The grandeur that was Iraq

The Final Sack of Nineveh
December 3, 1999

Antiques are today flooding out of Iraq. Anyone interested may visit the antiques mall off London's Bond Street, where a number of shops display cuneiform tablets and other archaeological artefacts from Iraq in their windows. These objects have nearly all been dug up illicitly and quite recently and have been smuggled out of the country. Large collections of often completely unique material, whole archives of literary or administrative texts, hundreds of 5,000-year-old pictographic tablets recording the very first written messages in the world may be bought by those who have some thousands of pounds to invest.

This book describes in detail one of the saddest examples of this ongoing calamity, the plunder of the throne room of the palace of King Sennacherib at Nineveh, the king who ruled the vast Assyrian empire around 700 BC. Excavated originally by the English adventurer Austen Henry Layard in the mid-19th century, this central part of one of the most gigantic and innovative palatial buildings ever constructed became a museum after the re-excavation by the Iraqi archaeologist Tariq Madhloom in the 1960s. A metal roof was erected over the throne room and adjoining suites, and the sculptured slabs that had once covered the entire facade of every room in the palace were reinstalled.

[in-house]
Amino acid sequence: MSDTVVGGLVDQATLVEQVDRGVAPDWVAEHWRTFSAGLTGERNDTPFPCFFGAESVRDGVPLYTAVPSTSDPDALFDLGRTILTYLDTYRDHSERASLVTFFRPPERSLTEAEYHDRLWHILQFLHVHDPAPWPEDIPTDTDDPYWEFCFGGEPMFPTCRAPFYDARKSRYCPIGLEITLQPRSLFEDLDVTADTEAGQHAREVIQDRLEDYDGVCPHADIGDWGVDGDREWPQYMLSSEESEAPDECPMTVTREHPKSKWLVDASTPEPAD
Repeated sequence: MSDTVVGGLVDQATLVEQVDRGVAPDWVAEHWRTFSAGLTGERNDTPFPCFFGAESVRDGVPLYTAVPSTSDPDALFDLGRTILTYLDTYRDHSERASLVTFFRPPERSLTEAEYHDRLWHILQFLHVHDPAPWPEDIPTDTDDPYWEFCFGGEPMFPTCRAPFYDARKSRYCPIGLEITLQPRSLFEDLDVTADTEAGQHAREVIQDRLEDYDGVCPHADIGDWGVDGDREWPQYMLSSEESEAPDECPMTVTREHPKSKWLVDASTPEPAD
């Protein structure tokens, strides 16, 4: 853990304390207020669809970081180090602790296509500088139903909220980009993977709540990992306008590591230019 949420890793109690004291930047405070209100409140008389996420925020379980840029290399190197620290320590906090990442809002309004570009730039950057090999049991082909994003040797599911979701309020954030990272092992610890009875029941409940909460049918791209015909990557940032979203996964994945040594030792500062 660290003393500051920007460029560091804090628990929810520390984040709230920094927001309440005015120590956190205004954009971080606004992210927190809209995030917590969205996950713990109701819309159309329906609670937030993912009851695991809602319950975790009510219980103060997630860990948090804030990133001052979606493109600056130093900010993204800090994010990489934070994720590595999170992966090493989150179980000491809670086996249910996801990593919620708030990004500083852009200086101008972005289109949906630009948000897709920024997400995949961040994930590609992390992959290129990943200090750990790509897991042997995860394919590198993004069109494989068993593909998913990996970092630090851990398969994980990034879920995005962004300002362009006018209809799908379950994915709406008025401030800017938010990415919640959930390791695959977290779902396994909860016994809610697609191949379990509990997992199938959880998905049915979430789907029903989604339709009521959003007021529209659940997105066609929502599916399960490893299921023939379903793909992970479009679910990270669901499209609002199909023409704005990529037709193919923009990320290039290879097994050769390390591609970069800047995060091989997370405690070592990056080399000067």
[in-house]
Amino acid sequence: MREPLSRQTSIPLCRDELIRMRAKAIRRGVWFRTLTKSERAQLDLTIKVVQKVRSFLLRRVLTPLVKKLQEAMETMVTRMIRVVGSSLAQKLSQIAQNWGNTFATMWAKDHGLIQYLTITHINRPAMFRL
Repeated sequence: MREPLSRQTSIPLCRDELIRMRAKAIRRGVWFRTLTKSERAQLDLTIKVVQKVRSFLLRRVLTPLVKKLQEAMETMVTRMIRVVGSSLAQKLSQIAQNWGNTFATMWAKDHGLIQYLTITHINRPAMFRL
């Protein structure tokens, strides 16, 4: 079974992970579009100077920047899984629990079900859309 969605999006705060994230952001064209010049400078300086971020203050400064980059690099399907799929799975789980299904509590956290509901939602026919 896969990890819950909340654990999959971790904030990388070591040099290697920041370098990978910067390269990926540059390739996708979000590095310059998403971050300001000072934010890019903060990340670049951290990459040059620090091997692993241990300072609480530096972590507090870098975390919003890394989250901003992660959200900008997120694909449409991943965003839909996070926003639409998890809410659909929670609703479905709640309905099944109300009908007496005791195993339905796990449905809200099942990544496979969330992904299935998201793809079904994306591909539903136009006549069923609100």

A considerable number of the reliefs from this palace are now in the British Museum, brought there at great expense after the Layard excavations. But by far the majority of the sculptured slabs in the palace were left in place by Layard and subsequent excavators, and sadly they have provided us with only scanty information about what they found. Drawings exist of only a tiny fraction of the reliefs, and in several instances we do not even have verbal descriptions of the decoration of individual rooms.

Sennacherib's throne room is a case in point. This was a hall 50m long and 10m wide, with a throne on a pedestal at one end and with walls covered with reliefs that depicted the main military events in the king's reign. The first excavator, Layard, made drawings of only a few of the slabs found in this section of the palace, and these are not, in fact, entirely accurate in all respects. Around 1900, L. W. King re-excavated part of the palace and had some slabs photographed, but the results are extremely poor. Madhloom's efforts were

primarily designed to make the Iraqi authorities aware of the problem that the modern city of Mosul is spreading like a skin disease over the ancient site, threatening the ruins themselves.

John Malcolm Russell was a member of the American team that began a new archaeological investigation of Nineveh in 1987-90, and he decided then to make a complete photographic record of the sculptures. This is the basis of his book, which is now the only available evidence for the ruins as they had been left by the ravages of history around 1990. In 1995 he was shown photographs of pieces of these reliefs, which had then been broken into smaller, manageable pieces and were available for purchase on the international antiquities market. Slab after slab had been smashed and the pieces carried away, and today the throne room suite has been gutted. Some of the photographs provided by the Iraqi antiquities service of the plundered room, reproduced here together with Russell's pictures taken before the disaster, are almost unbearable to look at.